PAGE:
Common Mistakes Parents Make in High School

“I thought that I found the right school for my daughter.”

This was a comment from a parent whose daughter had just been placed in her junior year of high school. We were fortunate that she continued to consider High School of America as an option and ultimately enrolled there. She thrived at our online high school courses, which turned out to be better than any of the schools she visited over the previous years. So why does this happen to such a bright student? And how can parents know if they are making these mistakes too?

Common Mistakes Parents Make in High School and How to Avoid Them

It’s been said that parents are the first and most important teachers of their children. That may be true, but they can also make some pretty big mistakes along the way. Here are 17 common mistakes parents make in high school and guidelines to guard you from the same pitfalls:

1.Trying to Play Both Roles at Once

Just because you’re a parent doesn’t mean you have to take over all of your child’s responsibilities. It might seem easier when it comes to things like picking up clothes off the floor or making dinner every night, but if you don’t give them space and time for their own independence, they won’t learn how to do these things on their own later in life.

Letting go is hard, especially when you want so badly for your kids to succeed. But by trying to be their everything instead of what they need, you’re getting in the way more than helping.

2.Being Hypocritical

Make sure your child knows that you lead by example. If the idea of paying for a tutor is laughable to you, don’t expect them to embrace it when they need one themselves.

If you hate seeing them fail at something, they’re going to get the same idea of failure from you. Instead, teach them how to take advantage of community resources so everyone’s on an even playing field.

3.Overspending on College

College is expensive and getting more so every year. While it’s great to show your love and support by taking them shopping for clothes or dorm necessities, don’t overcrowd their lifestyle.

If you’re giving them a thousand dollars to spend on everything they could possibly need for class online, that’s money they won’t have for books and tuition. College is all about budgeting. Show your kid how to do it, instead of overspending on unnecessary extras.

4.Not Teaching Social Skills

Socializing is probably one of those things that you didn’t think much about when you were growing up, but now that your child is older and out of the house, it suddenly becomes a big deal to you. How do they make friends? What are the right things to say? How do they deal with awkward small talk situations? Be in the front line to teaching your kids this.

5.Not Showing Compassion

Compassion is like a muscle; it needs exercise so it can grow. But when you’re constantly judging your child for what they don’t have or the mistakes they made or how different their life is from yours, all you’re doing is keeping that muscle in a permanent state of atrophy.

Show them how important it is to treat people well. And if there’s ever any doubt about whether an action or behavior is something cruel and bullying to another person, even if it’s not directed toward them specifically—stop and ask yourself “would I be okay with my kid feeling this way?” If the answer is “no,” you need to think hard about what you’re doing and how it might affect someone else.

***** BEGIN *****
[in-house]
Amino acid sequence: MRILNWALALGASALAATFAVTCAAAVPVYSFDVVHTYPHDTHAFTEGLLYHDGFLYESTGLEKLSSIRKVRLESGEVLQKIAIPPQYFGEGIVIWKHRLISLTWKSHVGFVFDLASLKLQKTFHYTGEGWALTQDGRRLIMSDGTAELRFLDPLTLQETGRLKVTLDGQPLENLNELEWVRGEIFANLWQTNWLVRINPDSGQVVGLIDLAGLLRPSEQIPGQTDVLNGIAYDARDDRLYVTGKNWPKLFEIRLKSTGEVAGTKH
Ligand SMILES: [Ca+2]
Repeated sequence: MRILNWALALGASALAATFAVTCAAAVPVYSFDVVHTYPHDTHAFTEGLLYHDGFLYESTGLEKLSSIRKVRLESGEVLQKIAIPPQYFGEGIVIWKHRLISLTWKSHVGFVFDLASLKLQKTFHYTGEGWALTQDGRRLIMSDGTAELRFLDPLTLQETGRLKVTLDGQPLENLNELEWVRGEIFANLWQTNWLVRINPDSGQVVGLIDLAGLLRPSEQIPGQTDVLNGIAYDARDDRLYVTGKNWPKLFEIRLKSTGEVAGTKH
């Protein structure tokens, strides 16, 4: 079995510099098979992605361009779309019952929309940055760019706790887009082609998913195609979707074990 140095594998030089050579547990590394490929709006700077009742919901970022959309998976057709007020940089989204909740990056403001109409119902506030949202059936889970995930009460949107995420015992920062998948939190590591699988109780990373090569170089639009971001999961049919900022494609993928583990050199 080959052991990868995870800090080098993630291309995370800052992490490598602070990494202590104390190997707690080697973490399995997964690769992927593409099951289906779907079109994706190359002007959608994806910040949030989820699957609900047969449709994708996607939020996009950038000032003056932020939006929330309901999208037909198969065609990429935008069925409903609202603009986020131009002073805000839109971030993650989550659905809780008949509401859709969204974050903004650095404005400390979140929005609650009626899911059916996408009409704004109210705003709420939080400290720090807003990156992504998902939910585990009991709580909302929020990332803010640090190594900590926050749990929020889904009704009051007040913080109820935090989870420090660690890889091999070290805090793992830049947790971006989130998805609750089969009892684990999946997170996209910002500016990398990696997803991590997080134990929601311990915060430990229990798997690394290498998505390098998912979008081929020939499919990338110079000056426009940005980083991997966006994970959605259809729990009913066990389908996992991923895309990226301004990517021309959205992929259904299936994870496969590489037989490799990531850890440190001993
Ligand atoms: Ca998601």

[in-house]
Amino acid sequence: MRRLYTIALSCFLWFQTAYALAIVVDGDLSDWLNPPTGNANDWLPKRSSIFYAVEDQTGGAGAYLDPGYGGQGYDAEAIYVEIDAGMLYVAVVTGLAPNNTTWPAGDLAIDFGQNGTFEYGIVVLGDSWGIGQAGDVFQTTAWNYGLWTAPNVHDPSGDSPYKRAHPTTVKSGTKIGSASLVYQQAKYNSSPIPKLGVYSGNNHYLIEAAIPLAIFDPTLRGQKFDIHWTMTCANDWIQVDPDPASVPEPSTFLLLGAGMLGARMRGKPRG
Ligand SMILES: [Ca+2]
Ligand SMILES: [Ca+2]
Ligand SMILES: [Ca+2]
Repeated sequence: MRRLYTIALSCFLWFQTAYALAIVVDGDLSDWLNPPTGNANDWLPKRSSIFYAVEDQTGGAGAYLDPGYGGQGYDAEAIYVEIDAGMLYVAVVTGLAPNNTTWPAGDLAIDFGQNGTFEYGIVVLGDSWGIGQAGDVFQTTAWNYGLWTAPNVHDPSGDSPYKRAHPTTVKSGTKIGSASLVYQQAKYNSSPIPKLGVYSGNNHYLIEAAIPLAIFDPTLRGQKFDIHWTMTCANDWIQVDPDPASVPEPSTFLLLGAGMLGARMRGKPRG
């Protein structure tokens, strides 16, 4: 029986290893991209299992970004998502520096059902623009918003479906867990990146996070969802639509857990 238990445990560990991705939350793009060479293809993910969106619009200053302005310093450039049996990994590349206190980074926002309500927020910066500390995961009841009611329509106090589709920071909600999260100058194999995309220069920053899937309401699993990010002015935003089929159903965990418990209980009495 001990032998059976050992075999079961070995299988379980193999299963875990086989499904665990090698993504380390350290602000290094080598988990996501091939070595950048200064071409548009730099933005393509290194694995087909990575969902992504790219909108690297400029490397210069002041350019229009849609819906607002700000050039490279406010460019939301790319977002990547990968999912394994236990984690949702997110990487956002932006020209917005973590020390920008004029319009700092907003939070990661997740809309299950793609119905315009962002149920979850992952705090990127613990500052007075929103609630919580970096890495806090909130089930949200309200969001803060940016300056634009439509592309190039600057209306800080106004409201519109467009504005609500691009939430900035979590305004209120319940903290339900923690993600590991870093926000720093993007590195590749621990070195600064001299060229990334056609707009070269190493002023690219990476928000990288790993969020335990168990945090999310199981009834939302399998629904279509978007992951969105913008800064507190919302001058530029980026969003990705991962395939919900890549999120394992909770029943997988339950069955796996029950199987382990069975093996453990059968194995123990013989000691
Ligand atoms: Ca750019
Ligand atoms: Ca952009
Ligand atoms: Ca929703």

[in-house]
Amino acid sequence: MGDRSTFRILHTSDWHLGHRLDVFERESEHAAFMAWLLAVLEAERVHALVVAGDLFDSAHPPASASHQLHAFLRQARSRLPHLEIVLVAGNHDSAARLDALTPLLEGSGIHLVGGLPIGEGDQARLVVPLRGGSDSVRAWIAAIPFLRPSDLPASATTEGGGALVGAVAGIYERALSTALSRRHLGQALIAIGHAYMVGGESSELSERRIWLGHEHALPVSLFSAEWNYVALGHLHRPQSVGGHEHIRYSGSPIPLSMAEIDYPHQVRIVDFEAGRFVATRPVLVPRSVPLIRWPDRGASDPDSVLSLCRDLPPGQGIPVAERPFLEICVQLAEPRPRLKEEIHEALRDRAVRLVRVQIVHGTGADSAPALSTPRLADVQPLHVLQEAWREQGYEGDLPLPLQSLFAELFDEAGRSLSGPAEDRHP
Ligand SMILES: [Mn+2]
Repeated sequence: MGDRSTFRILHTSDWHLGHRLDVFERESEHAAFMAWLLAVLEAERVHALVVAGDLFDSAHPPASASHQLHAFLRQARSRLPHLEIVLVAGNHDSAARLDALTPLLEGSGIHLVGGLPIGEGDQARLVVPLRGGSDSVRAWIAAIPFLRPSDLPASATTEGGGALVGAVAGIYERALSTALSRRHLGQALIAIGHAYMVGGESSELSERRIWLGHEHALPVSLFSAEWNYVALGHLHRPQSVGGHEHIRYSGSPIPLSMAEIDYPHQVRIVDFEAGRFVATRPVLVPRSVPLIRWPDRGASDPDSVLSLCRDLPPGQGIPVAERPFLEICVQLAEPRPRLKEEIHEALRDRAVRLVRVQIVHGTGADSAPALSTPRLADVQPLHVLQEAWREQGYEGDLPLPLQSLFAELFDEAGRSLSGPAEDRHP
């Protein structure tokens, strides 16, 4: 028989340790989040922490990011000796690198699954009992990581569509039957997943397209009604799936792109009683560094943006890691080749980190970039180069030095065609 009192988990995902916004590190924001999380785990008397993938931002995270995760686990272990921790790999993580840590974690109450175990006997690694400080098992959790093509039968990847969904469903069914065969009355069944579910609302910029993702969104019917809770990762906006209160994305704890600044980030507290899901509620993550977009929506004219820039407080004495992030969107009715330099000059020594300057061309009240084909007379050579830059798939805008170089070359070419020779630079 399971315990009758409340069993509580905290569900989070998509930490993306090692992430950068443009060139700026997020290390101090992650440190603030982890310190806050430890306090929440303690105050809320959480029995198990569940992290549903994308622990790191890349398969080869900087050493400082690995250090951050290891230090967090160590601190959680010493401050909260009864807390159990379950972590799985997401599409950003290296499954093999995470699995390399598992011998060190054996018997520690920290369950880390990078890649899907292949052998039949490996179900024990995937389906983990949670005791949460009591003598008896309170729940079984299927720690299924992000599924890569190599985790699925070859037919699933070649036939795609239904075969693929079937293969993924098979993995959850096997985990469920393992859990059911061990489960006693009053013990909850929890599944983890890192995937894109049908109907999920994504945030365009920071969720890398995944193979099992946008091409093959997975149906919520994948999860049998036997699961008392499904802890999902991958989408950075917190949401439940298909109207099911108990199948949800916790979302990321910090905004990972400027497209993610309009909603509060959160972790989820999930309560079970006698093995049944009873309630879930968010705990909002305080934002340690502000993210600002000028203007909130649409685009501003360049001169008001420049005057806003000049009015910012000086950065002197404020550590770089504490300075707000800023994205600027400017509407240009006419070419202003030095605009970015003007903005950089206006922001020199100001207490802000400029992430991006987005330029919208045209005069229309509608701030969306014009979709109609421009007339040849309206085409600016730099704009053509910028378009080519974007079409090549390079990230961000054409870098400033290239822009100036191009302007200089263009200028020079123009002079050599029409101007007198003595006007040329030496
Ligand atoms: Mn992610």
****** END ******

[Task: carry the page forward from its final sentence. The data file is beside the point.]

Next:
6.Using Them as a Reflection of Your Own Success

Freshman problems in high school
If the only thing you talk to your child about is your own memories from high school or things that have happened since then, they won’t necessarily learn anything new about themselves. Instead, bring up things they can relate too—like school news stories or something funny and interesting that one of their friends did on Facebook.

Just because it’s not as important to you doesn’t mean it isn’t still worth talking about in front of them. And just because they moved on doesn’t mean it’s no longer important. (Similarly—if someone’s career takes off or they get married, etc. don’t make a big deal out of it in front of your kids.)

They’re not interested in hearing how much you (and everyone else) hates their boss or that one time you had to give up on a high school crush. What’s important to them is knowing that these things happened and talking about how things are different now—or what has stayed the same all this time later.

7.Being Too Quick to Judge

Teens are never going to be perfect, but if your child is trying hard and making good grades at school, let them know it matters. If they’ve got plans for the summer and have started thinking ahead toward next semester, show them you appreciate it. Just because teenagers act out once in a while, doesn’t mean they’re bad kids. (I.e. there’s a difference between getting into arguments with their parents or fighting with their siblings and being rude to waiters.)

Just because your teenager is struggling with something academically doesn’t mean they’re not smart enough to be listening to you when you speak to them about it at the dinner table. It just means they aren’t ready yet—and that it isn’t obvious to you that they’re trying as hard as they should be yet either. You need to give them time and let them know that you believe in them before anything else makes sense again.

8.Deciding on where their child will go based on their transcript and test scores alone

A student’s academic profile must be considered in the context of where they are applying from. If a child has been taking Advanced Placement (AP) courses and is mainly taking honors classes, it will be easy to see how competitive they should be compared with other students who are also applying to highly selective colleges.

However, for lower-performing students, this approach won’t work as well. For many high schools, a student’s grades will not look very impressive at first glance because they have taken few honors and AP courses due to various circumstances such as lack of time to take more challenging courses, being held back in previous grade levels, etc.

These applicants need dedicated parents who have visited their possible college choices during both the junior and senior years – often multiple times – to see how well they will fit in with the other students applying to that college from their high school.

9.Not preparing prospective transfers early enough

Some parents wait until a child’s junior or even senior year before thinking about where they will go after high school graduation. Unfortunately, these parents are often too late in the process. By this time, most of the desirable colleges have filled their admissions slots

10.Not having a clear picture of what they want their child’s future college experience look like